The story of Exodus and Samuel Beckett’s most famous play takes on new relevance in that of Antoinette Nwandu Go overa play presented at the Second Thought Theater in Dallas from July 20-30.
“It’s our own biblical story. It’s like 2022 meets the Bible,” said Sasha Maya Ada, the show’s director.
Go overfirst full play to open on Broadway in 2021 after pandemic shutdown, uses aspects of Beckett Waiting for Godot and the biblical story of the exodus to explore the hopes of two young black men stuck on a city block, dreaming of a better future. The play is Second Thought Theater’s second show of the season focusing on disparity.
Nwandu wrote three endings for the show. She wrote the ending that Second Thought Theater uses as a response to what was happening to young black men under the Trump administration.
“That specific ending came out of desperation at what was going on: the number of names turned into hashtags, the fact that she was working with young people in New York,” Ada said. “And I think for me that encompasses the disparity that it’s young black men growing up in the middle of the pandemic have had to watch and time and again that people like them are being murdered and forgotten. No other demographic group in the United States has a similar story.
Biblical references come in the form of character names, including one of the main characters, Moses, and in character descriptions. These characters hope for the Promised Land, even as they exist in a stifling environment.
“It feels like an opportunity for us to see modern America in 2022 alongside this biblical story. It’s quite powerful because we don’t associate the Bible with black stories,” Ada said. It’s not about religion. It’s a play about hope. It’s a play about aspirations. It’s a play about faith in the most non-religious terms. It’s like having faith in your friends, in your space, in your home, in your potential.
Like Beckett’s bums waiting under a tree for a character who never arrives, Moses and another young black man, Kitch, wait for something better beyond the block where they seem trapped.
“You have two people stuck in a space who can’t move, and I think it’s fascinating that we as an audience are stuck with them,” Ada said. “There’s something about it that feels like a window into something.”
Moses and Kitch chat and play games to pass the time.
“We see the evolution of their relationship throughout the play, from friends to brothers supporting systems to people who may or may not hate each other through that sibling lens,” Ada said.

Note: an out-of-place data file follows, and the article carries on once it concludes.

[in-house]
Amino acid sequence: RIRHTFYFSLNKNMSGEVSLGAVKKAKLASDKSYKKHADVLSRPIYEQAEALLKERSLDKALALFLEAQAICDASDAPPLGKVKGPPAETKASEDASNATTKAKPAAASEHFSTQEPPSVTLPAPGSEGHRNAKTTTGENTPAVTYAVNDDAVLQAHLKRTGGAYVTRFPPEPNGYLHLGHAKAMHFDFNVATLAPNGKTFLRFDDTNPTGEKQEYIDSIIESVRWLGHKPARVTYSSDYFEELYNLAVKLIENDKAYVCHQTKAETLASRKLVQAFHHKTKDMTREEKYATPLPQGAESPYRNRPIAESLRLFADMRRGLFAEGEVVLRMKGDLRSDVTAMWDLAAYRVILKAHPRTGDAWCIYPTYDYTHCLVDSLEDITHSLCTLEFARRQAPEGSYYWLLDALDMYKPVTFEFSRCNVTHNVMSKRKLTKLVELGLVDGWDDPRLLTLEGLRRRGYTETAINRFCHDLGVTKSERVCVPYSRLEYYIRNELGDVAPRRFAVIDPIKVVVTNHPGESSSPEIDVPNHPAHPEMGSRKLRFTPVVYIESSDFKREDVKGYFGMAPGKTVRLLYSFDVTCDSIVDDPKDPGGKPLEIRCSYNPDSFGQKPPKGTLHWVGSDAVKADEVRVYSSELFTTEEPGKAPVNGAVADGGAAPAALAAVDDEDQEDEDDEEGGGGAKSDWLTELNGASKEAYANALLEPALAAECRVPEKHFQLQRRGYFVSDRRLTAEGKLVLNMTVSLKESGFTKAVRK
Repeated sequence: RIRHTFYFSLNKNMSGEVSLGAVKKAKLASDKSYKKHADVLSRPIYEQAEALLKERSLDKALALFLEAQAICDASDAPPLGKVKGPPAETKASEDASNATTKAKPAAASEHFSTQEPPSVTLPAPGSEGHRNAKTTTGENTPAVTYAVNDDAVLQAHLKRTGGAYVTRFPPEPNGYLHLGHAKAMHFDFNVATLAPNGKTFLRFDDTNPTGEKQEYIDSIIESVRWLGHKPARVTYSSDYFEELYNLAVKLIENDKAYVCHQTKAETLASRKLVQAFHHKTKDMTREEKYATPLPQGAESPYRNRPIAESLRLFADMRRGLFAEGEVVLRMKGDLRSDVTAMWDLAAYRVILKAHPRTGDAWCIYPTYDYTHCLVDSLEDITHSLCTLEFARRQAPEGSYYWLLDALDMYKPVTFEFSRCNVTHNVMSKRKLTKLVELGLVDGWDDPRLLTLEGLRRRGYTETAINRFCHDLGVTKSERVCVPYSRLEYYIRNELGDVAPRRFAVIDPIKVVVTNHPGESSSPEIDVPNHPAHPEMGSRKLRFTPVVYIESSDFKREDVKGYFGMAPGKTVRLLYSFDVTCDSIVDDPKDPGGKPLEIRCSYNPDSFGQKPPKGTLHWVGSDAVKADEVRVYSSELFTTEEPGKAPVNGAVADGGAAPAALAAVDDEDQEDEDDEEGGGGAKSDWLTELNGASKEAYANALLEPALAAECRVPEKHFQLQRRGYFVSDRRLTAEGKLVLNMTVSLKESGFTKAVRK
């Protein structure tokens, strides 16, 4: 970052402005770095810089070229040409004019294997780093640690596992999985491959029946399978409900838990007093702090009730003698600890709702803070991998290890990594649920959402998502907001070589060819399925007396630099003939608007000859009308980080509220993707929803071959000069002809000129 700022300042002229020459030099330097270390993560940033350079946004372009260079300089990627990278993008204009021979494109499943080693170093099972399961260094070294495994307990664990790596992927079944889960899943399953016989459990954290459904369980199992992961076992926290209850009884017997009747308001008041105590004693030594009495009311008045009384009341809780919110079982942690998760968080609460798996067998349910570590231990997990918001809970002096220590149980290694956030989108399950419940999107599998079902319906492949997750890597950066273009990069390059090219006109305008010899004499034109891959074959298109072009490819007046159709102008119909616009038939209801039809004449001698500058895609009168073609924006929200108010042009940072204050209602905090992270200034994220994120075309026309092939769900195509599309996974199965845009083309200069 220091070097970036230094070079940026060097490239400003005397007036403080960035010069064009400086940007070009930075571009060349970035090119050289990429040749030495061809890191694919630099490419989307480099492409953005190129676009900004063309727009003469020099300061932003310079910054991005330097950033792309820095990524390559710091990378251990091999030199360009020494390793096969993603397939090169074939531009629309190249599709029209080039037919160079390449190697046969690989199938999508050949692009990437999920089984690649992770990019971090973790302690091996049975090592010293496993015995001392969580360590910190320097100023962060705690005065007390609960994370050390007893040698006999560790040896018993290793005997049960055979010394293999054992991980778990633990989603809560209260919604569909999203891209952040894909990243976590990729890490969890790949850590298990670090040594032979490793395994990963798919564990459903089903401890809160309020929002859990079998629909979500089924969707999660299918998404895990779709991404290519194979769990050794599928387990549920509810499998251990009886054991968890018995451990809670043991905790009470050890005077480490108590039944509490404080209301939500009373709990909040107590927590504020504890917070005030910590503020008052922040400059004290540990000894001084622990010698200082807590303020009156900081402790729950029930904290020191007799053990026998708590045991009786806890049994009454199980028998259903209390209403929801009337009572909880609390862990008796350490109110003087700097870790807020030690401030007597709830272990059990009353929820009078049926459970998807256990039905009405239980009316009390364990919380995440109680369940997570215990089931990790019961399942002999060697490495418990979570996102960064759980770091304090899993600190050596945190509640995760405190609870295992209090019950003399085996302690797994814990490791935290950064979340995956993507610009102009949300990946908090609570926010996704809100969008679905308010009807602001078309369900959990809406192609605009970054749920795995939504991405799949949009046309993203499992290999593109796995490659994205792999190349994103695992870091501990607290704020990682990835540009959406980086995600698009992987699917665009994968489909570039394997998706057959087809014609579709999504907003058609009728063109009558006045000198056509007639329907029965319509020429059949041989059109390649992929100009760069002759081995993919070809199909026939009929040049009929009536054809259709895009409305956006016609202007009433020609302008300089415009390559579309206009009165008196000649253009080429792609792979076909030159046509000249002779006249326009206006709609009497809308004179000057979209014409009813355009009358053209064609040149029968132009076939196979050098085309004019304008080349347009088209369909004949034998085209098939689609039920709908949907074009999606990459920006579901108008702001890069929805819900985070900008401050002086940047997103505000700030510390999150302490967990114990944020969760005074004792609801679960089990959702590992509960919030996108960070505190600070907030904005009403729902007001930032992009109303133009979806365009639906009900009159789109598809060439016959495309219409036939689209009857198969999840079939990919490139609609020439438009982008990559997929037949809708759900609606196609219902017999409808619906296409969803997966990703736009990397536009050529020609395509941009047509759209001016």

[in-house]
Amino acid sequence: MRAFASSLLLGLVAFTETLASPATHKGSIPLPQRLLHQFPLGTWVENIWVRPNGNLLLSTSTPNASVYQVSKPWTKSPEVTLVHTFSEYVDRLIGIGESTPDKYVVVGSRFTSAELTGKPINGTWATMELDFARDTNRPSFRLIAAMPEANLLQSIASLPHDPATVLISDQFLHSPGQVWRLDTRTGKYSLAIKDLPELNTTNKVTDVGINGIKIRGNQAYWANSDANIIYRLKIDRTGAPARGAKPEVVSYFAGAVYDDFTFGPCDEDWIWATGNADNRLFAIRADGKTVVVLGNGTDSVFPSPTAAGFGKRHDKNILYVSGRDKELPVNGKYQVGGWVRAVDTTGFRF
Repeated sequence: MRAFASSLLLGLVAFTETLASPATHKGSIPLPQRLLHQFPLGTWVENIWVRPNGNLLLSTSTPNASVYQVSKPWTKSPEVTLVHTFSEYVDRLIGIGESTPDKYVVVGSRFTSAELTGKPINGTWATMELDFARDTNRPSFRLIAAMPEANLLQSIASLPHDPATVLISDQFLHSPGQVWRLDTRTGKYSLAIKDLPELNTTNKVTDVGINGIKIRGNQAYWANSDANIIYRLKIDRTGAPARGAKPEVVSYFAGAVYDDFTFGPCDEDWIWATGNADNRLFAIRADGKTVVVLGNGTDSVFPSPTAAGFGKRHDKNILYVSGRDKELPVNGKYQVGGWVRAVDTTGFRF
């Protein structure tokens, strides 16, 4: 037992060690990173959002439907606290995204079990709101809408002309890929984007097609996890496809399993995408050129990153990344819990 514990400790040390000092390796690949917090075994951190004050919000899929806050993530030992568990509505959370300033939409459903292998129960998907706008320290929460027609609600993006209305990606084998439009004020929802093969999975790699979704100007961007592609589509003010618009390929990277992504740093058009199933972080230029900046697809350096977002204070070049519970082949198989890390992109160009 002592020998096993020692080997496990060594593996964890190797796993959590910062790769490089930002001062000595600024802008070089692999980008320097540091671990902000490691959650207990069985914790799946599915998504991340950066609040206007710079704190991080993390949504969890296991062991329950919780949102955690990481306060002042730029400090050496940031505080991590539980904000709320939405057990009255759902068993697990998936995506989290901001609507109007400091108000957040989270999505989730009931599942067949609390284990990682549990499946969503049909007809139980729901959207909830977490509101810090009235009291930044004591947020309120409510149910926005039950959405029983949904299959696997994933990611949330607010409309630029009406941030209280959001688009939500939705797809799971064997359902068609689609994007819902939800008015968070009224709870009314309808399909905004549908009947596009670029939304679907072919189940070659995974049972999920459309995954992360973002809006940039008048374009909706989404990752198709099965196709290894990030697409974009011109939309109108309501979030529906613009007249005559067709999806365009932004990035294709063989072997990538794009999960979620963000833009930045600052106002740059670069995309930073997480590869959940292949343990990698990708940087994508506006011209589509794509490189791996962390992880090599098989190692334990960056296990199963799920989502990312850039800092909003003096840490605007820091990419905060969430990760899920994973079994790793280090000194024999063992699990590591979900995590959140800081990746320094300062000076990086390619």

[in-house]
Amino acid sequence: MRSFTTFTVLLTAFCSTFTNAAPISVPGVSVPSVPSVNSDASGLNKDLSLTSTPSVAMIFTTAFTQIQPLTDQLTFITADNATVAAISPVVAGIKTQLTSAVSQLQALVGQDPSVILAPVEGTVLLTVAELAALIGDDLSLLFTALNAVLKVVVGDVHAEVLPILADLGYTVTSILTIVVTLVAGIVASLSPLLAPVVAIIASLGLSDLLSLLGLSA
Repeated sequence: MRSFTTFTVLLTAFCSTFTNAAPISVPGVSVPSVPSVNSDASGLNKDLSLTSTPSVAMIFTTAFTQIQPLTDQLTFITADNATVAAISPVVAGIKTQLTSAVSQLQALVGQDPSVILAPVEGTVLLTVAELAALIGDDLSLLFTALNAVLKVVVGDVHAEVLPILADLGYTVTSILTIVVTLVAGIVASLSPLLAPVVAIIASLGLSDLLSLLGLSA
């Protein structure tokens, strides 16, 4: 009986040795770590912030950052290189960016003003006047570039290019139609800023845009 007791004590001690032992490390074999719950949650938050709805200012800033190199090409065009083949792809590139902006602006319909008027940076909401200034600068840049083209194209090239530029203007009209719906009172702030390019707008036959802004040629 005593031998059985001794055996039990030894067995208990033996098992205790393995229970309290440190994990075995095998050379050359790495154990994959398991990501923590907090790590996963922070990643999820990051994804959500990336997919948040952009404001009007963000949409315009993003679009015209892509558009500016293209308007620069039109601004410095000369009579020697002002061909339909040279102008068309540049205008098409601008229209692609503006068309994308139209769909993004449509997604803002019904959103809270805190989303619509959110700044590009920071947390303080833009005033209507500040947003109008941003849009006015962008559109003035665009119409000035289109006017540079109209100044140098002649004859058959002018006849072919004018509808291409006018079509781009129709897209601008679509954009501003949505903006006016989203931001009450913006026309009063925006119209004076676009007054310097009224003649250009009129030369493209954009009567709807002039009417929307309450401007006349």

Their aspiration is simple: get over it.
“I think it’s a metaphor for what the resources are outside of that block. There are times we see Antoinette highlighting things like food deserts in unexpected ways,” Ada said.
Nwandu writes these characters as average human beings. These are not examples of excellence or evil.
“They’re just regular black men and all they want to do is get out of their neighborhood,” Ada said.
Overriding has a deeper meaning.
“As an audience and as a director, I think moving on is liberation, it’s freedom, it’s being able to get off the block, not get stuck, not get shot and to be able to flourish,” Ada said.
In the average existence of Moses and Kitch, there is humor.
“I’m biased, but I think black people are really funny. I think we’re hilarious. I think we kind of have to fight the horrible atrocities that we’ve had to endure, survive, overcome, that humor is at the heart of what we do. It’s everywhere. It’s a fun show,” Ada said. “It was nice to live in black joy for a while. It’s absolutely there. There’s something about seeing two young black men being two young black men on stage. »
Go over is produced in partnership with Big D Reads ’22, a community-wide reading program championing Jim Schutze’s 1986 novel, Housing: The Politics of Race in an American City. Both the book and the play inspire questions about societal norms and relationships within a community.
“I hope this piece will allow people to be more comfortable with unfiltered darkness and allow us to understand how tiny cuts cut deeper than intended and how we are all connected in the outcome of things. It’s a trickle down effect,” Ada said. “It’s an hour and 20 minutes of our lives investing in a story we don’t hear often, and I think that’s important.”
Learn more: Theater of the Second Thought